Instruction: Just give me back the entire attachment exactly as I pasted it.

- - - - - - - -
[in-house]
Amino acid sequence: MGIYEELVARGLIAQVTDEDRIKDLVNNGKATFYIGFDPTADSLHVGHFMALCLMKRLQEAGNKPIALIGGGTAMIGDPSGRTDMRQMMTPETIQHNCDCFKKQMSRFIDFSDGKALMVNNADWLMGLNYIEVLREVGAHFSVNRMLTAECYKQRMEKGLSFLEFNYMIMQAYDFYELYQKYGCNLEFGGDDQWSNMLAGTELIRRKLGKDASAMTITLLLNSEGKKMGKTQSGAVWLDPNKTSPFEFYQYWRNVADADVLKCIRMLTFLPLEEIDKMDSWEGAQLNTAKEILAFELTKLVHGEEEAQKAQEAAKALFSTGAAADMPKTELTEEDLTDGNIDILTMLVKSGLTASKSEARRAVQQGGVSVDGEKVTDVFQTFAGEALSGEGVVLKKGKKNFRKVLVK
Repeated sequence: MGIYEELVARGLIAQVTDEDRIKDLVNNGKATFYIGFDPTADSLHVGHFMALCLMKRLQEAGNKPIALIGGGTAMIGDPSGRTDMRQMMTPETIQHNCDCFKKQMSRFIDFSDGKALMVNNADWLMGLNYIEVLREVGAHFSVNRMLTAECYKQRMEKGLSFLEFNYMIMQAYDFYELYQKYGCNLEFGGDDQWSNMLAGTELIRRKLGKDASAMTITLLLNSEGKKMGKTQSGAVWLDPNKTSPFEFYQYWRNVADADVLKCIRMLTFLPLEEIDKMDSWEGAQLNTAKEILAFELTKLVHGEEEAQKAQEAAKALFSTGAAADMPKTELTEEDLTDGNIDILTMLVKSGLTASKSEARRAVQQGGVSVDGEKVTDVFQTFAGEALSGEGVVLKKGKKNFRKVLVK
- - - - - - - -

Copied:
[in-house]
Amino acid sequence: MGIYEELVARGLIAQVTDEDRIKDLVNNGKATFYIGFDPTADSLHVGHFMALCLMKRLQEAGNKPIALIGGGTAMIGDPSGRTDMRQMMTPETIQHNCDCFKKQMSRFIDFSDGKALMVNNADWLMGLNYIEVLREVGAHFSVNRMLTAECYKQRMEKGLSFLEFNYMIMQAYDFYELYQKYGCNLEFGGDDQWSNMLAGTELIRRKLGKDASAMTITLLLNSEGKKMGKTQSGAVWLDPNKTSPFEFYQYWRNVADADVLKCIRMLTFLPLEEIDKMDSWEGAQLNTAKEILAFELTKLVHGEEEAQKAQEAAKALFSTGAAADMPKTELTEEDLTDGNIDILTMLVKSGLTASKSEARRAVQQGGVSVDGEKVTDVFQTFAGEALSGEGVVLKKGKKNFRKVLVK
Repeated sequence: MGIYEELVARGLIAQVTDEDRIKDLVNNGKATFYIGFDPTADSLHVGHFMALCLMKRLQEAGNKPIALIGGGTAMIGDPSGRTDMRQMMTPETIQHNCDCFKKQMSRFIDFSDGKALMVNNADWLMGLNYIEVLREVGAHFSVNRMLTAECYKQRMEKGLSFLEFNYMIMQAYDFYELYQKYGCNLEFGGDDQWSNMLAGTELIRRKLGKDASAMTITLLLNSEGKKMGKTQSGAVWLDPNKTSPFEFYQYWRNVADADVLKCIRMLTFLPLEEIDKMDSWEGAQLNTAKEILAFELTKLVHGEEEAQKAQEAAKALFSTGAAADMPKTELTEEDLTDGNIDILTMLVKSGLTASKSEARRAVQQGGVSVDGEKVTDVFQTFAGEALSGEGVVLKKGKKNFRKVLVK